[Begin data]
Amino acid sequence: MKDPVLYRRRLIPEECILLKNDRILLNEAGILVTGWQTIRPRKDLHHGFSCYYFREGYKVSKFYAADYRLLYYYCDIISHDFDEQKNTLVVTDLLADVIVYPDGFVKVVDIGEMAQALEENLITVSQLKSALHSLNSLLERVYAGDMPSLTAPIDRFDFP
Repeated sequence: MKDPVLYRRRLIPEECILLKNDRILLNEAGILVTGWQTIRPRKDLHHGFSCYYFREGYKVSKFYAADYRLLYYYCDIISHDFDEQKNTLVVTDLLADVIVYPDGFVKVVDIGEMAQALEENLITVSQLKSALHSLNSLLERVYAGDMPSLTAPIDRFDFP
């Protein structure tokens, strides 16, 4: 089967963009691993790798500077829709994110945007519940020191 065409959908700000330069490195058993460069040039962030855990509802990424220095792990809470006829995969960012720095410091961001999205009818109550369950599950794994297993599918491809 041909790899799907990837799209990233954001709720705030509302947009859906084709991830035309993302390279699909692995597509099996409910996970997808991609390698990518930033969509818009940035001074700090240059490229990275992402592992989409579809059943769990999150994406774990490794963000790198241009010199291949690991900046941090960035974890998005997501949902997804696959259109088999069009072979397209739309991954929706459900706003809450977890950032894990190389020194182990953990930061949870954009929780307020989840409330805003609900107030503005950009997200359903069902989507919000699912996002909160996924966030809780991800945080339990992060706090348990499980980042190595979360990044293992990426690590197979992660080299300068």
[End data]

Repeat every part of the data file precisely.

Amino acid sequence: MKDPVLYRRRLIPEECILLKNDRILLNEAGILVTGWQTIRPRKDLHHGFSCYYFREGYKVSKFYAADYRLLYYYCDIISHDFDEQKNTLVVTDLLADVIVYPDGFVKVVDIGEMAQALEENLITVSQLKSALHSLNSLLERVYAGDMPSLTAPIDRFDFP
Repeated sequence: MKDPVLYRRRLIPEECILLKNDRILLNEAGILVTGWQTIRPRKDLHHGFSCYYFREGYKVSKFYAADYRLLYYYCDIISHDFDEQKNTLVVTDLLADVIVYPDGFVKVVDIGEMAQALEENLITVSQLKSALHSLNSLLERVYAGDMPSLTAPIDRFDFP
């Protein structure tokens, strides 16, 4: 089967963009691993790798500077829709994110945007519940020191 065409959908700000330069490195058993460069040039962030855990509802990424220095792990809470006829995969960012720095410091961001999205009818109550369950599950794994297993599918491809 041909790899799907990837799209990233954001709720705030509302947009859906084709991830035309993302390279699909692995597509099996409910996970997808991609390698990518930033969509818009940035001074700090240059490229990275992402592992989409579809059943769990999150994406774990490794963000790198241009010199291949690991900046941090960035974890998005997501949902997804696959259109088999069009072979397209739309991954929706459900706003809450977890950032894990190389020194182990953990930061949870954009929780307020989840409330805003609900107030503005950009997200359903069902989507919000699912996002909160996924966030809780991800945080339990992060706090348990499980980042190595979360990044293992990426690590197979992660080299300068």